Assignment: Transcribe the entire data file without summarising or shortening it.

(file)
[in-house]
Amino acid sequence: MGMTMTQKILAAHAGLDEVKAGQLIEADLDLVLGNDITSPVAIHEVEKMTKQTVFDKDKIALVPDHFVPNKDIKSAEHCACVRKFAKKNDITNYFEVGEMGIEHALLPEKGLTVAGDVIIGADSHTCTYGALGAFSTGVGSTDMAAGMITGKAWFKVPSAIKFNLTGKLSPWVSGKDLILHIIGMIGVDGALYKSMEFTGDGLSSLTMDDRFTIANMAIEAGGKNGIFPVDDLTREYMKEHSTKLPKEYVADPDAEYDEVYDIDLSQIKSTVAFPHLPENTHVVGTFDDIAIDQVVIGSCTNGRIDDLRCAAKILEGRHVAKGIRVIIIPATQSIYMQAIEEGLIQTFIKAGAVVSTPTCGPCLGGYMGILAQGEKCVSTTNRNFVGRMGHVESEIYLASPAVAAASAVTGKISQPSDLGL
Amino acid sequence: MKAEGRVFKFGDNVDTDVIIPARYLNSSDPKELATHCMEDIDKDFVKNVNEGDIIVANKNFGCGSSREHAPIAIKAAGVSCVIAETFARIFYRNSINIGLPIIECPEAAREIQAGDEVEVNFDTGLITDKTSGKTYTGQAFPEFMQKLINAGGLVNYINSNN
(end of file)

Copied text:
[in-house]
Amino acid sequence: MGMTMTQKILAAHAGLDEVKAGQLIEADLDLVLGNDITSPVAIHEVEKMTKQTVFDKDKIALVPDHFVPNKDIKSAEHCACVRKFAKKNDITNYFEVGEMGIEHALLPEKGLTVAGDVIIGADSHTCTYGALGAFSTGVGSTDMAAGMITGKAWFKVPSAIKFNLTGKLSPWVSGKDLILHIIGMIGVDGALYKSMEFTGDGLSSLTMDDRFTIANMAIEAGGKNGIFPVDDLTREYMKEHSTKLPKEYVADPDAEYDEVYDIDLSQIKSTVAFPHLPENTHVVGTFDDIAIDQVVIGSCTNGRIDDLRCAAKILEGRHVAKGIRVIIIPATQSIYMQAIEEGLIQTFIKAGAVVSTPTCGPCLGGYMGILAQGEKCVSTTNRNFVGRMGHVESEIYLASPAVAAASAVTGKISQPSDLGL
Amino acid sequence: MKAEGRVFKFGDNVDTDVIIPARYLNSSDPKELATHCMEDIDKDFVKNVNEGDIIVANKNFGCGSSREHAPIAIKAAGVSCVIAETFARIFYRNSINIGLPIIECPEAAREIQAGDEVEVNFDTGLITDKTSGKTYTGQAFPEFMQKLINAGGLVNYINSNN